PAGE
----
Tags: Disruption, Blog, Seo, Complexity, Alan Turing, Ai, Mind, Philip K Dick, Agi, Stephen, Byron, Agency, Rudy Rucker, Stephen Wolfram, Wolfram, Byron Reese

10 Best Richard Linklater Movies

10 Best Richard Linklater Movies Known best for his incredibly engrossing, dialogue-filled dramatic comedies, Richard Linklater is one director who knows how to make conversations as captivating as a car chase. He’s got a love of rock music, a love of humanity, and a love of suburban culture. In addition to this, his movies often focus on the passage of time and the ways in which it impacts his characters. Whether he’s taking a look at the way time changes a couple, the way time impacts our ...
Tags: Amazon, Texas, Movies, Matthew Mcconaughey, Harry Potter, Richard Linklater, Philip K Dick, Celine, Jack Black, Purchase, Jesse, Mason, Linklater, ComingSoon, Amazon Services LLC Associates Program, Best Richard Linklater Movies Known

7 of the most interesting fictional drugs

Fictional drugs are a major part of the lore and foundation for many science fiction stories. The unique effects they have on their characters is an interesting new way to explore important issues. Many of these fictional drugs are synonymous with the stories that have been told.Fiction writers have always been good at whisking us away to strange and new alien worlds, places we've never dreamed of and that would never have seen the light of day if they had not been coaxed from the author's wild...
Tags: Psychology, Art, Science Fiction, Movies, Religion, Iran, Innovation, Speaker, Literature, Stanley Kubrick, Soma, Anthony Burgess, Saints, Philip K Dick, Alex, Larry Niven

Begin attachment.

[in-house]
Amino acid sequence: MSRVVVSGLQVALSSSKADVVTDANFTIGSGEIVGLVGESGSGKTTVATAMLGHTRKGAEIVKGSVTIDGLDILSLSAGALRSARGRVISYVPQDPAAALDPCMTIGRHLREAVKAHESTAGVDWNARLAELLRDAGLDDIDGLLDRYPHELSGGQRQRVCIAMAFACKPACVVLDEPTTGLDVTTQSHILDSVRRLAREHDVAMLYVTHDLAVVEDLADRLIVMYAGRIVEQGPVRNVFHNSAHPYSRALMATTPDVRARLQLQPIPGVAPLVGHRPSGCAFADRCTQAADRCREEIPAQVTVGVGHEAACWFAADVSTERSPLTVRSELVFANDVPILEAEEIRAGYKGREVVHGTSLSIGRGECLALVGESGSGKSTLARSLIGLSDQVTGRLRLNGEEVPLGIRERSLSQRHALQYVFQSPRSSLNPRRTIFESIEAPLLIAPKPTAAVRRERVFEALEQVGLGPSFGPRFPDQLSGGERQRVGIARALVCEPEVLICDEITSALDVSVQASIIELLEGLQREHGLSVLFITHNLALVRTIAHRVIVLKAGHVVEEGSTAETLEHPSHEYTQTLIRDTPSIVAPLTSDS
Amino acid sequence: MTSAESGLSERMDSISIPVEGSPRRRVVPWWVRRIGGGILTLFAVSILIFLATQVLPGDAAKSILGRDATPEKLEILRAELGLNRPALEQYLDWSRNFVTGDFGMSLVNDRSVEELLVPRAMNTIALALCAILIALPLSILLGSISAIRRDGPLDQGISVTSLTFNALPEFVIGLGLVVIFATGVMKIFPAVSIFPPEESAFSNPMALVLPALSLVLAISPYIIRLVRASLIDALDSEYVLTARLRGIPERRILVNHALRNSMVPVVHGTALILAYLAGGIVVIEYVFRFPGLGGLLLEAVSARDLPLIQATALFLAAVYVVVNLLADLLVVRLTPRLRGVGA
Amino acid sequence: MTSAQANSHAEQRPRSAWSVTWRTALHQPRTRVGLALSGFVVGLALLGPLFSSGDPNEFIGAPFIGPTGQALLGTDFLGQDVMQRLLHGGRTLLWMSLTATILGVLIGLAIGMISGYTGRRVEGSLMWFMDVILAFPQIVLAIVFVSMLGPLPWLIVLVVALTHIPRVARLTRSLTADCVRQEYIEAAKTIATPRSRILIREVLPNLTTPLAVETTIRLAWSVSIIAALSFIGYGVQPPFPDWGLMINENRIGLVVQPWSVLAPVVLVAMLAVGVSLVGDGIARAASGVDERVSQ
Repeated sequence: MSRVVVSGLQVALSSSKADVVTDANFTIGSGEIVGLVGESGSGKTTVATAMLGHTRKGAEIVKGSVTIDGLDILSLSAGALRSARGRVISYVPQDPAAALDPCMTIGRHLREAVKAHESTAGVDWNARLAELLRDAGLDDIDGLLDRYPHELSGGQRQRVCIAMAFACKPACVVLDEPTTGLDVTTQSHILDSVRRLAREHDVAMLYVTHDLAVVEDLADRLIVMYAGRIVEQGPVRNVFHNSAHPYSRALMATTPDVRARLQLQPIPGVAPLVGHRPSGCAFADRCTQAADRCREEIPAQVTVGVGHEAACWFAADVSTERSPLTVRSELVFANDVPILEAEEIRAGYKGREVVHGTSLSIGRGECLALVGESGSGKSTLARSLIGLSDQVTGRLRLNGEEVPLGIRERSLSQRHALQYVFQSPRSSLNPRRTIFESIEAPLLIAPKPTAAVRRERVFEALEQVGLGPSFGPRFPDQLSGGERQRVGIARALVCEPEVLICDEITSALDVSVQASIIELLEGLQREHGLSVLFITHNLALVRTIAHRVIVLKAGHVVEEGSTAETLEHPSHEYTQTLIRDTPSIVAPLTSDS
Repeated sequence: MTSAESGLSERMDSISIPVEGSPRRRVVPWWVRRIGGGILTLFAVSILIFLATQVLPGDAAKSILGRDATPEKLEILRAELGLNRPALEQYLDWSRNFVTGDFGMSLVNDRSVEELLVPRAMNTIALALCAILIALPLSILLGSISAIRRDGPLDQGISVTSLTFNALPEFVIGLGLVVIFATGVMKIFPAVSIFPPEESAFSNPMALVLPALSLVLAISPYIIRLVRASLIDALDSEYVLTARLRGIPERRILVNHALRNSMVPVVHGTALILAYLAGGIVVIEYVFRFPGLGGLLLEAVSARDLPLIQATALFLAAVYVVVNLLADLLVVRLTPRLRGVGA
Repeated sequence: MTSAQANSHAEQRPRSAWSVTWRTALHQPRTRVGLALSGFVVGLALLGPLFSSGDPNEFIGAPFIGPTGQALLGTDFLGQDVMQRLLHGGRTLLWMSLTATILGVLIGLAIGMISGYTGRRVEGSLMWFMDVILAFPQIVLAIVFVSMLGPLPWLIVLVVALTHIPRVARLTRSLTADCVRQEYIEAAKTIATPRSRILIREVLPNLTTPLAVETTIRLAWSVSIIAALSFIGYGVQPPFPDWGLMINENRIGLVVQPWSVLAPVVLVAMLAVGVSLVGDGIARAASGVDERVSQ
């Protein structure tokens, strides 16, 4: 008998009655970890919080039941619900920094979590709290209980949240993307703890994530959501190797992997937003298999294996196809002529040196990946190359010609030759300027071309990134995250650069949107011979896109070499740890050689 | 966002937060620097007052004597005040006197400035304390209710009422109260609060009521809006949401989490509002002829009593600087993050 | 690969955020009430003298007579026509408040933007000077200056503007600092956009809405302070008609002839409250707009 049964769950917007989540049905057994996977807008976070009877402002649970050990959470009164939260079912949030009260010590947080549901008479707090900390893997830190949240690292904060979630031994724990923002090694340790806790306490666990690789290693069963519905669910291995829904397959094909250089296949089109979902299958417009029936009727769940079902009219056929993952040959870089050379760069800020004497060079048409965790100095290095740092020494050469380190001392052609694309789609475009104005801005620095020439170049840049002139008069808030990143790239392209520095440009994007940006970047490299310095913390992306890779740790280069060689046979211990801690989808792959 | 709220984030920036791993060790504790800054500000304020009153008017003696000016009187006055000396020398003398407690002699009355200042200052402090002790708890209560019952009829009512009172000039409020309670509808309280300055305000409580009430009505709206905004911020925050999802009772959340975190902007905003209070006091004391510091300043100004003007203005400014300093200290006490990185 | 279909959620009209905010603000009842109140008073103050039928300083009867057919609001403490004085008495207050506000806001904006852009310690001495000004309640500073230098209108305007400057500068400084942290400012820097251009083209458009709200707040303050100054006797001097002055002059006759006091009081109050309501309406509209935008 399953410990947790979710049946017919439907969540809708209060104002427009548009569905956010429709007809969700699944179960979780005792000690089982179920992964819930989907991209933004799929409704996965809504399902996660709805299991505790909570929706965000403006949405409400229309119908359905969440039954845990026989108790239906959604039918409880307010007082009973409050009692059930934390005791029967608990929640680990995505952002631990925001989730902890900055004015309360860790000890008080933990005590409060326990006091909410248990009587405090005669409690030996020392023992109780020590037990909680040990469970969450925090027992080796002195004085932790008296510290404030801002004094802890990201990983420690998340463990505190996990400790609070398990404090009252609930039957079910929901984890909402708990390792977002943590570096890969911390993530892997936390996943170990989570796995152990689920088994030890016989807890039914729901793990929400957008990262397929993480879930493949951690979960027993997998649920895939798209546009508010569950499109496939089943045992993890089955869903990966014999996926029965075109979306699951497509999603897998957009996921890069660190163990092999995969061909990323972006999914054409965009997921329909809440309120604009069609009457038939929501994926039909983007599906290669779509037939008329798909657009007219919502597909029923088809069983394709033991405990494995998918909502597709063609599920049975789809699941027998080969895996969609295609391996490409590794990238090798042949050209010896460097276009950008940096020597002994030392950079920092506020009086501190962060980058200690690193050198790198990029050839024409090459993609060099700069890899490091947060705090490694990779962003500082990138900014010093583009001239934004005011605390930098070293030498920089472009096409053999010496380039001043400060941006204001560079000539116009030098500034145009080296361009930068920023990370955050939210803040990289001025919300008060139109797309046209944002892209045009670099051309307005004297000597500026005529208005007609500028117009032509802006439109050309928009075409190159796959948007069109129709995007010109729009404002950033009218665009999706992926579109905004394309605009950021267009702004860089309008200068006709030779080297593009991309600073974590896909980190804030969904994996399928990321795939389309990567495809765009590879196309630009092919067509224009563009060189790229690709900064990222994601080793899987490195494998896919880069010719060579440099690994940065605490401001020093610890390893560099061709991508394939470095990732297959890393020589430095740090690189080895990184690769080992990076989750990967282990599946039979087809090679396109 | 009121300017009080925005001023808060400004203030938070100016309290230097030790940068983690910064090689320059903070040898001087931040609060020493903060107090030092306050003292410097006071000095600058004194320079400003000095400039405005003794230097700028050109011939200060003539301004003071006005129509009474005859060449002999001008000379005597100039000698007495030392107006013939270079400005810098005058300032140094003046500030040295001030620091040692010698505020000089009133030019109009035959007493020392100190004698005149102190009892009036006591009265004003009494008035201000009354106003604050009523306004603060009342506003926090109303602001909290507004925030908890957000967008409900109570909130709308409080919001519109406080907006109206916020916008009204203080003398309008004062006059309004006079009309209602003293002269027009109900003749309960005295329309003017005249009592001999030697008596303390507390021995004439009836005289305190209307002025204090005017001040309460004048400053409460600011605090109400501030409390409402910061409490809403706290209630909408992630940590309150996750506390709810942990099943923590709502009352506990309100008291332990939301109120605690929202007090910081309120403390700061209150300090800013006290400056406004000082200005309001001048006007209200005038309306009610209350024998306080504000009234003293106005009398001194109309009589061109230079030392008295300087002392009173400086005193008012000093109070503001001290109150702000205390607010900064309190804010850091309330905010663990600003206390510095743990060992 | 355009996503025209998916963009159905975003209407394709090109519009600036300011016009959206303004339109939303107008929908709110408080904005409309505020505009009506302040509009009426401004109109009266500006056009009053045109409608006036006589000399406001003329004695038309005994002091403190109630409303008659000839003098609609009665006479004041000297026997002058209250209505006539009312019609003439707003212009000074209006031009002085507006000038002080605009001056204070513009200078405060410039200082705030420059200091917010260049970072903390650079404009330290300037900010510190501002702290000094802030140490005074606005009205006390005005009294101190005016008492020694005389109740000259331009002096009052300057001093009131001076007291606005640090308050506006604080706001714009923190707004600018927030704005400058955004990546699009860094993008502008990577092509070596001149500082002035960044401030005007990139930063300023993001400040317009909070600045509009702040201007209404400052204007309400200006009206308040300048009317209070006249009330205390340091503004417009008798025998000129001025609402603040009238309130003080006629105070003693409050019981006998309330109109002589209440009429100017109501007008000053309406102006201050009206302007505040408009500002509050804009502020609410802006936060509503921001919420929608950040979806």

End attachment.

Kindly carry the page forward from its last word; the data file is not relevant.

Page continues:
Big Companies Are Now Paying For Custom-Created Science Fiction

With an eye to the surprisingly large amount of present-day consumer technology that was predicted and inspired by Philip K. Dick’s Minority Report, a constellation of companies and independent designers and consultants has formed to “help clients create forward-looking fiction to generate ideas and IP for progress or profit. … And corporations like Ford, Nike, Intel, and Hershey’s, it turns out, are willing to pay hefty sums for their own in-house Minority Reports.” — Medium
Tags: Art, Ideas, Philip K Dick, Hershey, 11.28.18, Ford Nike Intel, Custom Created Science Fiction

Why Should We Read Kurt Vonnegut? An Animated Video Makes the Case

Beneath Kurt Vonnegut’s grim, absurdist humor beat the heart of a humanist, but not, by any stretch, an optimist. Vonnegut looked balefully at every project intended to improve the sorry state of human affairs. In Player Piano, for example, he imagines a future very much like that envisioned for us by our contemporary technocratic elite: nearly all work has been automated and the mass of unemployed are given a modest stipend for their living and funneled into what anthropologist David Gr...
Tags: Google, Books, Ge, College, New York Times, Literature, Philip K Dick, General Electric, Dresden, Kurt Vonnegut, Irish Times, HARRIS, Facebook Twitter, Durham NC, WNYC, Josh Jones

Fantasy and reality

Image from Pixabay Here are some of my recent (and random) thoughts about the future, science fiction and technology reality. It's not meant to be an essay, but is more a free flow of ideas around these themes. My lifelong interest in technology has almost certainly been inspired by reading science fiction novels. When I was still at school, I read voraciously - Isaac Asimov, Poul Anderson, Robert Heinlein, A. E. van Vogt, Arthur C. Clarke, Philip K. Dick - books from all of these write...